BEIJING (CHINA DAILY/ASIA NEWS NETWORK) - In China's big cities today, a man and a woman living under the same roof may be one of several things: husband and wife; early-adult siblings, a spouse and an in-law; or, increasingly, former spouses.
Mr Yuan and his former wife, Ms Lu, who are both 32 and live in Shanghai, are in exactly this situation. (To ensure privacy, these are not their real names.)
The college sweethearts, both natives of neighbouring Jiangsu province, tied the knot five years ago. In October, they divorced, but chose to continue living together because of the difficulty of splitting their apartment in Changning district, which is estimated to be worth about eight million yuan (S$1.6 million).
"Neither of us can afford to buy the other's half, and neither of us is willing to move out and rent a small, shabby or distant apartment, which would compromise the quality of life," Mr Yuan said.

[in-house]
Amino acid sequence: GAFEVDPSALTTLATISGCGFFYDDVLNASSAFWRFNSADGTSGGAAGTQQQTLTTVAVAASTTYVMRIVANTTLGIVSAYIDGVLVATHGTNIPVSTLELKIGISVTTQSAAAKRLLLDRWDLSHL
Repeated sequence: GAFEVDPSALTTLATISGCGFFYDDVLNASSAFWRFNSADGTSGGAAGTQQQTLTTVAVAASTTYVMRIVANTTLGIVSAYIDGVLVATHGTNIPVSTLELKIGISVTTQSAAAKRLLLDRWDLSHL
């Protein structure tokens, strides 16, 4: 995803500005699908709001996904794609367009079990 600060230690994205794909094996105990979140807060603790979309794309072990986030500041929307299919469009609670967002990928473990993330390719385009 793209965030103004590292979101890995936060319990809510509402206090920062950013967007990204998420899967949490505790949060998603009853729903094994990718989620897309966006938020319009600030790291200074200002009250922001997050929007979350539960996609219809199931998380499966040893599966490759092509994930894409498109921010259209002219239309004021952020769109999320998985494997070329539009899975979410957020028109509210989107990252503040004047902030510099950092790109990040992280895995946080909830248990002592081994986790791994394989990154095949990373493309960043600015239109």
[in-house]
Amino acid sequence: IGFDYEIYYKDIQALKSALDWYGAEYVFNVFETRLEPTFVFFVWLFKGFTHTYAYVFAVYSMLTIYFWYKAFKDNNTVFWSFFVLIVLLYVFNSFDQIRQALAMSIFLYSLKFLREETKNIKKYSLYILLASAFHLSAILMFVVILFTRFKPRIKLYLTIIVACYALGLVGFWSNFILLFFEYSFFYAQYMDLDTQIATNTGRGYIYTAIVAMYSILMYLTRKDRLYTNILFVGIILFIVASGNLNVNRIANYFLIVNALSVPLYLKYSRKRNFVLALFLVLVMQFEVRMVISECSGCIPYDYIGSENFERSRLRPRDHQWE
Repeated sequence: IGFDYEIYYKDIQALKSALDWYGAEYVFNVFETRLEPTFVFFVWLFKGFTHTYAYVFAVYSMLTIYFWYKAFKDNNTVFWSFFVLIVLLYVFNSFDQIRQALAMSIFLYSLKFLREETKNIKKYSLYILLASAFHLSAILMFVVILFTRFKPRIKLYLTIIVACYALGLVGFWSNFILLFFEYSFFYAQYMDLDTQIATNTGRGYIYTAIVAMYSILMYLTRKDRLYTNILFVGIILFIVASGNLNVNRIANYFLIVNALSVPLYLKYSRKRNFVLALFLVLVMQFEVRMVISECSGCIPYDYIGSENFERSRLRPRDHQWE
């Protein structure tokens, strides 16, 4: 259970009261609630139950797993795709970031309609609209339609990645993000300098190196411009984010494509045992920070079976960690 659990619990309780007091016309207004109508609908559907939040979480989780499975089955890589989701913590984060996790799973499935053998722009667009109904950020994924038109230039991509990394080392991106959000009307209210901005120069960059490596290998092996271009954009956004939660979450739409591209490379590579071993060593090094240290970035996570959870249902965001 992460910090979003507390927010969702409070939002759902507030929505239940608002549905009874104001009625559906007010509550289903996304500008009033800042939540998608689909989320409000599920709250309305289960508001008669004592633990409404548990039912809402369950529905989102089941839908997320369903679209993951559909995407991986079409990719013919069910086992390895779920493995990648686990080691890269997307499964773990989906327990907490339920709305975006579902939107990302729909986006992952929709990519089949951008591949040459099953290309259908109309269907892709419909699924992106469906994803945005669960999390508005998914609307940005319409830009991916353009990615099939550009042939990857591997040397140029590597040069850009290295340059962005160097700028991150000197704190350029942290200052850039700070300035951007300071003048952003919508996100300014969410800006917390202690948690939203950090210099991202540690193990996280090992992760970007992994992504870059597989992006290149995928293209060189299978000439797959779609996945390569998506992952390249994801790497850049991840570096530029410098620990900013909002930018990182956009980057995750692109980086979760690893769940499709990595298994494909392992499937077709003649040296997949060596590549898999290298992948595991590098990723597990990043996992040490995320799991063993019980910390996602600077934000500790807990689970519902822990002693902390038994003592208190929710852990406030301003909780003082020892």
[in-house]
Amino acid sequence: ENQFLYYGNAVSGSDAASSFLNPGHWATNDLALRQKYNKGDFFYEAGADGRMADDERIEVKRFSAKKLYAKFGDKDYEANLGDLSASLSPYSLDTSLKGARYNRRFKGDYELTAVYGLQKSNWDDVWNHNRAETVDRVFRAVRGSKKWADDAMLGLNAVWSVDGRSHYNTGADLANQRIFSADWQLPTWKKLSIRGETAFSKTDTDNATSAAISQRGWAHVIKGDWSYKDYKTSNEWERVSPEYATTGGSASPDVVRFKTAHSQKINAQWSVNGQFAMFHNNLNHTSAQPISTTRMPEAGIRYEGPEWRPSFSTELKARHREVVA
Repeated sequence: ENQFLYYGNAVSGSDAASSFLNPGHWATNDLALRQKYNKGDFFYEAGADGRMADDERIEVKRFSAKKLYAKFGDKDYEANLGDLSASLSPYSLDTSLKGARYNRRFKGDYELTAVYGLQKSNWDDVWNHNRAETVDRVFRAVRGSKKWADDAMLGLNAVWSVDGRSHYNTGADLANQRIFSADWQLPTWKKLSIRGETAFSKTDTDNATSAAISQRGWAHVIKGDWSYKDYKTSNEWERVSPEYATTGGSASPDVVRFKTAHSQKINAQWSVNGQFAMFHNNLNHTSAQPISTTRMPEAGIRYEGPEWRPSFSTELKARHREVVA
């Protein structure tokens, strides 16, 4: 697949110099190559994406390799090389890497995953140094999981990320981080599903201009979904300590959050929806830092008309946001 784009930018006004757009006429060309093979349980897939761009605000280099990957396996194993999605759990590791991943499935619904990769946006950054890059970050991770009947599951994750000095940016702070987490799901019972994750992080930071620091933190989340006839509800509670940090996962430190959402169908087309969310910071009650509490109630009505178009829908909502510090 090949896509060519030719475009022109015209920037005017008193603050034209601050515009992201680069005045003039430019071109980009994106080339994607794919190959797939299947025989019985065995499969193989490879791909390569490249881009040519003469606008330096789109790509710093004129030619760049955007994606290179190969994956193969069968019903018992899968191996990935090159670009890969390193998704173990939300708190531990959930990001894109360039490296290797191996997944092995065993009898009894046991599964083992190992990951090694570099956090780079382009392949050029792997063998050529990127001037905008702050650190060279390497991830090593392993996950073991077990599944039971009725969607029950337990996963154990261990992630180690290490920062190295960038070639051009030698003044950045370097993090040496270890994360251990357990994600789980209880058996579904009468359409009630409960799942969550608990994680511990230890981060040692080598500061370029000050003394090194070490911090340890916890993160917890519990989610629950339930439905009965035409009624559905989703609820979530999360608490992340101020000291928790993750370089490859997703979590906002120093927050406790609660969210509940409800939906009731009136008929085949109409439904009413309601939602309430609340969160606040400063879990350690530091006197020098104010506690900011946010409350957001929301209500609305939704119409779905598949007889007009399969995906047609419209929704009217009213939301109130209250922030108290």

He added that he could not identify the exact reason the marriage failed. "She said that I was not attentive enough to her. Maybe I spent too much time on sports and friends?"
Relationship counsellors and divorce lawyers said that since 2016, many former couples - usually people aged 30 to 40 - have been forced to continue living together because residential property prices had been soaring for years in big cities such as Beijing, Shanghai, Guangzhou and Shenzhen, the latter two in Guangdong province.
"Some people thought housing prices were undergoing a slight drop and were waiting for the next round of price surges, while others could not agree on how much to ask for their apartment. Such factors ended up with them continuing to live together," said Mr Shu Xin, director of the Weiqing Group, a relationship counselling agency in Shanghai that has been operating for 18 years.